By Kirsty Needham
SYDNEY (Reuters) -Papua New Guinea Prime Minister James Marape on Monday urged mining investors to get on with developing their resources, pushing for more downstream processing in the country and more local employment.
Marape said his goal is to expand the nation's economy to 200 billion kina ($55 billion) by 2029, more than doubling its gross domestic product since he took office in 2019, with the help of five gas and mining projects.
Those include the undeveloped Papua LNG project, run by TotalEnergies, and the Wafi-Golpu copper-gold project run by Newcrest Mining.
"You must show some progress, I don't want warehousing of licenses," Marape told a conference in Sydney, in comments directed at foreign investors.
The Wafi-Golpu copper-gold project, jointly owned by Australia's Newcrest and South Africa's Harmony Gold Mining, is the biggest undeveloped mining resource in the Pacific nation. It has long been stuck on the drawing board, partly due to a battle over how big a share of the project's gold output would go to the PNG government.
"Our teams have made significant progress in recent weeks and months to find a balance. With continuing goodwill on both sides, we anticipate a positive outcome will be reached," Newcrest Chief Executive Sandeep Biswas told the conference.
The country is also locked in talks for a special mining lease to restart the Porgera gold mine, which has been shut for more than two and a half years, following an agreement reached last year with co-owners Barrick Gold Corp and China's Zijin Mining Group.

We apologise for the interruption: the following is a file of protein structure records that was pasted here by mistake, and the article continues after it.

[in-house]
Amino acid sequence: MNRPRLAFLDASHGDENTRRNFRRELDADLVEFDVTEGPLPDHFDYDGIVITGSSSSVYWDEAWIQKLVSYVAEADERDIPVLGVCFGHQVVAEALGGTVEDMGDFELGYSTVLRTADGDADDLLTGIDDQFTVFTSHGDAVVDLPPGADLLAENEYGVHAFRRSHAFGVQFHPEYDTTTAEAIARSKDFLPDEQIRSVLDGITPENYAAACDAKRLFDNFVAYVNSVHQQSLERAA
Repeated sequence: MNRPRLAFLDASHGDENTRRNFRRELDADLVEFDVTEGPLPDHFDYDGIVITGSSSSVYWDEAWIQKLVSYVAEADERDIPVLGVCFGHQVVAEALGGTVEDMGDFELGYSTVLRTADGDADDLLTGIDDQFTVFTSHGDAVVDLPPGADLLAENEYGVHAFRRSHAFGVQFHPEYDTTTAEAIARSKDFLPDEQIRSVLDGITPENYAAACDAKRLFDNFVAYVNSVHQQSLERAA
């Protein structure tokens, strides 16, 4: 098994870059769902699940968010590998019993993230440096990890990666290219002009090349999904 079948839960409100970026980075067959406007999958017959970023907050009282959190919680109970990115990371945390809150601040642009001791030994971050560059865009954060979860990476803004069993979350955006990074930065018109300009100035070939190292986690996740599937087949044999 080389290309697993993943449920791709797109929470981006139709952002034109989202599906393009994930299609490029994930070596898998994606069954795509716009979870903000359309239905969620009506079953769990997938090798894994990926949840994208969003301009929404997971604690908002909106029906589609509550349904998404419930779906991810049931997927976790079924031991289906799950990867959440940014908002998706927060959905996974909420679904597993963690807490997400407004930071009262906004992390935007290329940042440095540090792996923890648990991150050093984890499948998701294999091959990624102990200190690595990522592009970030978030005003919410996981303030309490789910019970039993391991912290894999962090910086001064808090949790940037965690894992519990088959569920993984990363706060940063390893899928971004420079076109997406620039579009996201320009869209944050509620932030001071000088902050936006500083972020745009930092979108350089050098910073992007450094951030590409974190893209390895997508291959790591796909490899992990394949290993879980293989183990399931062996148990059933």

"We understand you are not a charity but please take my people with you," Marape said at the conference, referring to companies looking to develop resource projects.
Marape has been pressing for PNG to receive a bigger share of the benefits from mining and energy projects since he first became prime minister in 2019, and so far has succeeded in renegotiating deals with energy giants ExxonMobil Corp and TotalEnergies on their gas projects.
He highlighted the country's proximity to resource-hungry Asian nations as an advantage for its mining and liquefied natural gas (LNG) exports. The biggest single foreign investment in the country is the PNG LNG project, run by Exxon.
"Last year when I visited China I was able to sell 3 million metric tonnes of gas. Papua New Guinea is using its bilateral network and multilateral networks to trade and can find markets," Marape said.
The next major gas development awaiting a final investment decision is the Papua LNG project. TotalEnergies has said it aims to decide whether to go ahead with the project around the end of 2023.
($1 = 3.6166 kina)
(Reporting by Kirsty Needham in Sydney; Editing by Diane Craft and Kenneth Maxwell)